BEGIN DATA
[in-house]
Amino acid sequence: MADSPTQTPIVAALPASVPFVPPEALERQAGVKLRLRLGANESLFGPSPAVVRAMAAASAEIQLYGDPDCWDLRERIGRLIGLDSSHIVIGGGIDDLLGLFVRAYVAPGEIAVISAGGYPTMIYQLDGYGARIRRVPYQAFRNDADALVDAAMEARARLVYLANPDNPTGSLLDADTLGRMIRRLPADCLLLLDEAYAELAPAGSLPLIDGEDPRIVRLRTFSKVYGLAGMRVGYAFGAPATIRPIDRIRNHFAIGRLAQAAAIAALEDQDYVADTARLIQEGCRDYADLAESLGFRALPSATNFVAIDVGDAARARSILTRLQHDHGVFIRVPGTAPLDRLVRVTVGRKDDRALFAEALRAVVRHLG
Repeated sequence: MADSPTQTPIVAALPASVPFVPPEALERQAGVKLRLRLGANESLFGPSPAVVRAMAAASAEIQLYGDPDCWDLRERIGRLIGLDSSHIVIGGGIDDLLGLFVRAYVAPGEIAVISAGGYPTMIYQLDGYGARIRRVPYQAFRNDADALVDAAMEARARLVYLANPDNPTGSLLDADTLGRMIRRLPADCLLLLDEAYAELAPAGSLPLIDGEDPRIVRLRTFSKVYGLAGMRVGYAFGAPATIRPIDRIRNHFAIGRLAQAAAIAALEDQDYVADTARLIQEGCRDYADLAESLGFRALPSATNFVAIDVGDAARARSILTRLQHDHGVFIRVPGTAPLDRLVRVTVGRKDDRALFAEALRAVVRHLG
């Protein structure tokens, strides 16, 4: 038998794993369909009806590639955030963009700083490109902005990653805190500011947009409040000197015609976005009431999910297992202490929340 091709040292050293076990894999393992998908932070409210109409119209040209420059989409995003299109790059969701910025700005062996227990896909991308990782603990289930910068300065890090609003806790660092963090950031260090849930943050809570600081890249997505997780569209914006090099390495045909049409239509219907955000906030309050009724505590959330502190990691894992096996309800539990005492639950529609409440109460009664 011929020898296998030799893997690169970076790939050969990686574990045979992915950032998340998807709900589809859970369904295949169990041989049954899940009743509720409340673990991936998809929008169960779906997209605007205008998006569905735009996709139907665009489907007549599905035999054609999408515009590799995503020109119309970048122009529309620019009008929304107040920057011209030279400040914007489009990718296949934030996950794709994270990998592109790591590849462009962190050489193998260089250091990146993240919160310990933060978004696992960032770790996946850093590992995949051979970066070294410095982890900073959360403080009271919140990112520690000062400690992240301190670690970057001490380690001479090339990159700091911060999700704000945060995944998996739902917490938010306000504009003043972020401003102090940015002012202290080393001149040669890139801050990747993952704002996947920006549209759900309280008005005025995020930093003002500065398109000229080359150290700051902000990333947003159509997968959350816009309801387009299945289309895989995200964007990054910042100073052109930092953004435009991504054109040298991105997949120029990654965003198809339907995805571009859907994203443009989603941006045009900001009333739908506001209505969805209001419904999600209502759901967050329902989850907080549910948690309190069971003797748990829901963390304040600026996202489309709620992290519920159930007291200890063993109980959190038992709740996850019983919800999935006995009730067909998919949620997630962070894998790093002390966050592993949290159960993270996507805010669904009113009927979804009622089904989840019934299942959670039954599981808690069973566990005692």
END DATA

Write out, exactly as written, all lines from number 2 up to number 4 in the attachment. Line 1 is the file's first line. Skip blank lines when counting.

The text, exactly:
Amino acid sequence: MADSPTQTPIVAALPASVPFVPPEALERQAGVKLRLRLGANESLFGPSPAVVRAMAAASAEIQLYGDPDCWDLRERIGRLIGLDSSHIVIGGGIDDLLGLFVRAYVAPGEIAVISAGGYPTMIYQLDGYGARIRRVPYQAFRNDADALVDAAMEARARLVYLANPDNPTGSLLDADTLGRMIRRLPADCLLLLDEAYAELAPAGSLPLIDGEDPRIVRLRTFSKVYGLAGMRVGYAFGAPATIRPIDRIRNHFAIGRLAQAAAIAALEDQDYVADTARLIQEGCRDYADLAESLGFRALPSATNFVAIDVGDAARARSILTRLQHDHGVFIRVPGTAPLDRLVRVTVGRKDDRALFAEALRAVVRHLG
Repeated sequence: MADSPTQTPIVAALPASVPFVPPEALERQAGVKLRLRLGANESLFGPSPAVVRAMAAASAEIQLYGDPDCWDLRERIGRLIGLDSSHIVIGGGIDDLLGLFVRAYVAPGEIAVISAGGYPTMIYQLDGYGARIRRVPYQAFRNDADALVDAAMEARARLVYLANPDNPTGSLLDADTLGRMIRRLPADCLLLLDEAYAELAPAGSLPLIDGEDPRIVRLRTFSKVYGLAGMRVGYAFGAPATIRPIDRIRNHFAIGRLAQAAAIAALEDQDYVADTARLIQEGCRDYADLAESLGFRALPSATNFVAIDVGDAARARSILTRLQHDHGVFIRVPGTAPLDRLVRVTVGRKDDRALFAEALRAVVRHLG
């Protein structure tokens, strides 16, 4: 038998794993369909009806590639955030963009700083490109902005990653805190500011947009409040000197015609976005009431999910297992202490929340 091709040292050293076990894999393992998908932070409210109409119209040209420059989409995003299109790059969701910025700005062996227990896909991308990782603990289930910068300065890090609003806790660092963090950031260090849930943050809570600081890249997505997780569209914006090099390495045909049409239509219907955000906030309050009724505590959330502190990691894992096996309800539990005492639950529609409440109460009664 011929020898296998030799893997690169970076790939050969990686574990045979992915950032998340998807709900589809859970369904295949169990041989049954899940009743509720409340673990991936998809929008169960779906997209605007205008998006569905735009996709139907665009489907007549599905035999054609999408515009590799995503020109119309970048122009529309620019009008929304107040920057011209030279400040914007489009990718296949934030996950794709994270990998592109790591590849462009962190050489193998260089250091990146993240919160310990933060978004696992960032770790996946850093590992995949051979970066070294410095982890900073959360403080009271919140990112520690000062400690992240301190670690970057001490380690001479090339990159700091911060999700704000945060995944998996739902917490938010306000504009003043972020401003102090940015002012202290080393001149040669890139801050990747993952704002996947920006549209759900309280008005005025995020930093003002500065398109000229080359150290700051902000990333947003159509997968959350816009309801387009299945289309895989995200964007990054910042100073052109930092953004435009991504054109040298991105997949120029990654965003198809339907995805571009859907994203443009989603941006045009900001009333739908506001209505969805209001419904999600209502759901967050329902989850907080549910948690309190069971003797748990829901963390304040600026996202489309709620992290519920159930007291200890063993109980959190038992709740996850019983919800999935006995009730067909998919949620997630962070894998790093002390966050592993949290159960993270996507805010669904009113009927979804009622089904989840019934299942959670039954599981808690069973566990005692």